- If the defendant has similar offences recorded the writer should say that they are aware of those similar offences and what, if anything, the offender has done to address the causes behind the offending and steps that they are taking to limit the risk of offending again in the same way. It is concerning to the court if a reference does not adequately reflect a situation because the offender has not told the referee about their prior history of similar offending. Otherwise if you believe the offence was a one off isolated incident which is unlikely to occur again then you should say so.
- State your opinion of the person and be specific. If the reference is general in nature it will depreciate in value. So for example if the writer is saying that they think the offender is a kind and caring person they should also state what it is about the person that makes them that way. For example do they do any voluntary work? Do they help look after sick people? Are they the coach of the junior footy team? Are they a good father? A character reference for court is all about providing context to a person’s life. So state what qualities the defendant possesses and what you would want to tell the Judge about the defendant if you were actually having a conversation with them.
- Comment on the specific character traits relevant to the offences. For example if the charge is stealing you should note whether you have previously known the defendant to be honest or trust worthy.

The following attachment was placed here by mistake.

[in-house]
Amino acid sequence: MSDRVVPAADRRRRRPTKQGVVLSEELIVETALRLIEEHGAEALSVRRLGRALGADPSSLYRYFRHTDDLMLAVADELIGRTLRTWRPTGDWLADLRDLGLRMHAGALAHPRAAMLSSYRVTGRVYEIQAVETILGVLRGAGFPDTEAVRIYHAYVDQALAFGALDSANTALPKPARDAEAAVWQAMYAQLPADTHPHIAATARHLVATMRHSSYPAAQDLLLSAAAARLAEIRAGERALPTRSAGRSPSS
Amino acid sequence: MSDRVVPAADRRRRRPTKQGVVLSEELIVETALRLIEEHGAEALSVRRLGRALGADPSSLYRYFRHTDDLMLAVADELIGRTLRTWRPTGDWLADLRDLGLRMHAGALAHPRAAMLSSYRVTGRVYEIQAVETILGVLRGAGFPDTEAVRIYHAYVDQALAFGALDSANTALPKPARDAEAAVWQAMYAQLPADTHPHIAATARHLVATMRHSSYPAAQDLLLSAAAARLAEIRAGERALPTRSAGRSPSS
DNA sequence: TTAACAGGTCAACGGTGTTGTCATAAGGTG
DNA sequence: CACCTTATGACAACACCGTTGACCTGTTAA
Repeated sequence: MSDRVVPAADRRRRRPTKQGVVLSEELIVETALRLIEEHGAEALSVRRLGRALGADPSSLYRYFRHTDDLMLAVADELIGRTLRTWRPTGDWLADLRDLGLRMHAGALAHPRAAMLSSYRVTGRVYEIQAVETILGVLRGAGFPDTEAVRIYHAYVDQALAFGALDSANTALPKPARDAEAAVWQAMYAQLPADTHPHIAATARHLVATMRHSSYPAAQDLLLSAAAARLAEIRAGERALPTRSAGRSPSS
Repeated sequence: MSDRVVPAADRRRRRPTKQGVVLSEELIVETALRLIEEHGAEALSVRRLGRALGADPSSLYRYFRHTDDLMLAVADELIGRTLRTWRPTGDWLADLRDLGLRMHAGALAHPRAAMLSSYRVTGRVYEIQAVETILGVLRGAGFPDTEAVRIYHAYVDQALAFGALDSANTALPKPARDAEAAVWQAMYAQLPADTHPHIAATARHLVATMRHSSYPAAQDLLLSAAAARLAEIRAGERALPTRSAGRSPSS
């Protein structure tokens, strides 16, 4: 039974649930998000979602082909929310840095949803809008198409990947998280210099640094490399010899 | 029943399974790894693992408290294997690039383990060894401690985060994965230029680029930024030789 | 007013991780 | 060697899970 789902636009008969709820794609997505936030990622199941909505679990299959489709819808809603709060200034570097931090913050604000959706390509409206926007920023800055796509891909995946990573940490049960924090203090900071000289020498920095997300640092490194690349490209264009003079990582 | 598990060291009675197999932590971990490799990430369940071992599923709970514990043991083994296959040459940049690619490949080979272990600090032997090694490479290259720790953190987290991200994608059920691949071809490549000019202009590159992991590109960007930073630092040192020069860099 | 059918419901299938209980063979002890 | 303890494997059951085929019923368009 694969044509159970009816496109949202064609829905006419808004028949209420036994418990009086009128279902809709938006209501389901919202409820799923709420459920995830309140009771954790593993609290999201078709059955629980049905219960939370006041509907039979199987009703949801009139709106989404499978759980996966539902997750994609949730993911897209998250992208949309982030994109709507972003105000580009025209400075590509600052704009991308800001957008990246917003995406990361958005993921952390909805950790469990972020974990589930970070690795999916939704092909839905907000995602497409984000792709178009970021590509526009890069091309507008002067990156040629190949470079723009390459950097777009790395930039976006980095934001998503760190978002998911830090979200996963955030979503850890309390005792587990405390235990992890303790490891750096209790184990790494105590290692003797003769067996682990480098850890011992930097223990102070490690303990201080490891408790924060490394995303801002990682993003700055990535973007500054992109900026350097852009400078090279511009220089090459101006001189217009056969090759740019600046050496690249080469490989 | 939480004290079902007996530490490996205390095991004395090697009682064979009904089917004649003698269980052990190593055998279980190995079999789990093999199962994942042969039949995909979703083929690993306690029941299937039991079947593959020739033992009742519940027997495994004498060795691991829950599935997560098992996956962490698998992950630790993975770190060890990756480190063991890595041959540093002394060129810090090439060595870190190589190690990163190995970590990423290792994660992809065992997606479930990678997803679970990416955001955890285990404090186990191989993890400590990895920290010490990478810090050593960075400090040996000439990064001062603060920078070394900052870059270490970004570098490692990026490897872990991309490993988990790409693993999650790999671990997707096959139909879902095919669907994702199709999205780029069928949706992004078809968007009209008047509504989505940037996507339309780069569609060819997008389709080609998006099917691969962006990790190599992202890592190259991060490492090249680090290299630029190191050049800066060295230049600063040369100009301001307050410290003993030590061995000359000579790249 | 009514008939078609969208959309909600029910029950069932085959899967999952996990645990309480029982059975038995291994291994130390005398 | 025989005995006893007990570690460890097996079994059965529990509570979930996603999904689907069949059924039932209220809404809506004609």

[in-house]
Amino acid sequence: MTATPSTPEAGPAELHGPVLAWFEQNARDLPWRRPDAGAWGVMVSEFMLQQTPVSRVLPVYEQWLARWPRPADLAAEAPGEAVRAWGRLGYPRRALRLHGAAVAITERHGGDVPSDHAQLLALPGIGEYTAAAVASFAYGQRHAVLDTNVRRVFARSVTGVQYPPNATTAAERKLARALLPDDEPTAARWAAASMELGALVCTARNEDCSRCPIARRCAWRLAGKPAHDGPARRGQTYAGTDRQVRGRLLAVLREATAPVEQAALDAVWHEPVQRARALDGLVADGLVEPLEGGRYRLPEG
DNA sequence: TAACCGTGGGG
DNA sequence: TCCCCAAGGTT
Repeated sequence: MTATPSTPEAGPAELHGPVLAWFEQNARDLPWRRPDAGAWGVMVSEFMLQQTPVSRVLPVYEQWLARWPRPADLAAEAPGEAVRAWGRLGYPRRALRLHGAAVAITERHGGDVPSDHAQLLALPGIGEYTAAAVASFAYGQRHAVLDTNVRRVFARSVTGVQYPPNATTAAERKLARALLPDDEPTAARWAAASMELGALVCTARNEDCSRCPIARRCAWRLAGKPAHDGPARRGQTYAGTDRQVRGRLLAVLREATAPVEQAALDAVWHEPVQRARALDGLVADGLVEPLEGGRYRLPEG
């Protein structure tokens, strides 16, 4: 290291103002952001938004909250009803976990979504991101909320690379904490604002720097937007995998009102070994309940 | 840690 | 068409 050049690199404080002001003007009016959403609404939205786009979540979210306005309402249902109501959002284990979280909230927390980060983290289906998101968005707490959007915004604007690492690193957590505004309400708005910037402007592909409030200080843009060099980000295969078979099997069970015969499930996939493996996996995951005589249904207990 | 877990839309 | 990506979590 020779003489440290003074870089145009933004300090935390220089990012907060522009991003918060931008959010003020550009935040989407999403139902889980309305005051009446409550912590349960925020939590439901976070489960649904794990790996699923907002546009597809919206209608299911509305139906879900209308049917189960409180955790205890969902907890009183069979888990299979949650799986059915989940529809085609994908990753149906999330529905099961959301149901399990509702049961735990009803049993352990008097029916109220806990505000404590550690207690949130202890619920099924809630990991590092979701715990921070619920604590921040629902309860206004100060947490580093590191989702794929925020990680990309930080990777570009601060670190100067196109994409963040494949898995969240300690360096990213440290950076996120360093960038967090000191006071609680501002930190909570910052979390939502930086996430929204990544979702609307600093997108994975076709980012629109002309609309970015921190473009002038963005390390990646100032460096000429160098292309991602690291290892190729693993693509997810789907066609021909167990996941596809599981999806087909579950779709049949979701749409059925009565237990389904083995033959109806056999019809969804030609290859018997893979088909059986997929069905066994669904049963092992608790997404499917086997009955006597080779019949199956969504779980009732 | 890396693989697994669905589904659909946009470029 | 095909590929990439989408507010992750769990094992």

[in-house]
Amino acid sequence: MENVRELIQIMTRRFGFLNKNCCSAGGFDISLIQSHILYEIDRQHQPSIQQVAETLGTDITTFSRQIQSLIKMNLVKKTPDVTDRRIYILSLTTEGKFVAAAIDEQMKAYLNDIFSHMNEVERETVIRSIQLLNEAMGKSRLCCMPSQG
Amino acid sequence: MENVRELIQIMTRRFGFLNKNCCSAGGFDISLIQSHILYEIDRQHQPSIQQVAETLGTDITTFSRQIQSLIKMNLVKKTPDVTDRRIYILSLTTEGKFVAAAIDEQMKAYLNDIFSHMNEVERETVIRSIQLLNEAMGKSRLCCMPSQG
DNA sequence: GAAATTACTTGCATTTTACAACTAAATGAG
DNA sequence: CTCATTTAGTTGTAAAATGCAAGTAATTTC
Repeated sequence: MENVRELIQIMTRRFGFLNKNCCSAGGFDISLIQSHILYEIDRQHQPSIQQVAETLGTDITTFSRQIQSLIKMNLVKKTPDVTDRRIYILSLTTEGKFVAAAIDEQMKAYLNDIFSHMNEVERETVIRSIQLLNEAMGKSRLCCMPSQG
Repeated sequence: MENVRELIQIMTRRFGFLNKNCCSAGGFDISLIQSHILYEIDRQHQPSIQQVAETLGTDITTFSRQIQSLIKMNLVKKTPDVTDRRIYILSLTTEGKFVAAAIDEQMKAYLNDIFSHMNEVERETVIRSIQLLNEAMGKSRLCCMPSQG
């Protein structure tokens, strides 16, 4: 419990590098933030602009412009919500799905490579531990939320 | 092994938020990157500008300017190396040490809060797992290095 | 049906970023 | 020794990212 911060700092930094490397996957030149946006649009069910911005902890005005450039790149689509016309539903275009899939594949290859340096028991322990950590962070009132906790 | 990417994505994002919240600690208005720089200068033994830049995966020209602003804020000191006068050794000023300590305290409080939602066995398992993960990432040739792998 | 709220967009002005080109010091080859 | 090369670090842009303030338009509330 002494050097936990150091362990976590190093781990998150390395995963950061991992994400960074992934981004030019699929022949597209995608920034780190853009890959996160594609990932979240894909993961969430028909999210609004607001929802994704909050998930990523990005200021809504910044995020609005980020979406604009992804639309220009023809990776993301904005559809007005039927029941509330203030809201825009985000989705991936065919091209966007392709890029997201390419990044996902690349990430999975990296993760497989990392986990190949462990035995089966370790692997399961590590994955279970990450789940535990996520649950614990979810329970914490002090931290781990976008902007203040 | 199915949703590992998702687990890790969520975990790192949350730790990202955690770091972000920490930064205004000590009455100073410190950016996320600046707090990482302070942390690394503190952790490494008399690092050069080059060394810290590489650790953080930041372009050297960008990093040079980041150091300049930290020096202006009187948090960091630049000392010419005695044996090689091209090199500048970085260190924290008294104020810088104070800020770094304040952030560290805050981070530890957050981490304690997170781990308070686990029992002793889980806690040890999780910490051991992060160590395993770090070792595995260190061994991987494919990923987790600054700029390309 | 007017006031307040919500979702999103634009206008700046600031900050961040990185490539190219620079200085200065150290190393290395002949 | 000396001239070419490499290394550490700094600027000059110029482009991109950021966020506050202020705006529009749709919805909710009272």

- Don’t suggest what penalty the defendant should receive. Judges and Magistrates are likely to be annoyed by people who don’t understand the full details of the case or the rules of sentencing telling them what to do. Just mention the positives about the defendant and leave it to the lawyer to make the submission on sentencing.
- Include any other matters that are considered to be relevant.
- Sign and date the character reference and include your contact details. The reference will be worthless unless these things are done.
Other Tips on Character References
Always be completely truthful in character references. There is nothing more concerning than the tendering of a character reference which is shown to be untruthful or deceiving. It is a criminal offence to deceive the court and doing so may result in serious consequences to the writer.
Get the References to the Lawyer early
Get the references to your lawyer early to allow the criminal lawyer to consider them and determine whether there are matters which require further clarification or need to be expand upon.
We Can Help
If you or someone you know is charged with an offence and you are not sure about what is involved in writing a character reference, we can help. Andrew Williams is an experienced criminal lawyer who takes the responsibility of representing the interests of accused persons very seriously. Call the Law Offices of Andrew Williams today on 9278 2575 or send Andrew a message.
PLEASE NOTE: The material in this blog post is for informational use only and should not be construed as legal advice. For answers to your questions regarding this or other topics, please contact a professional legal representative.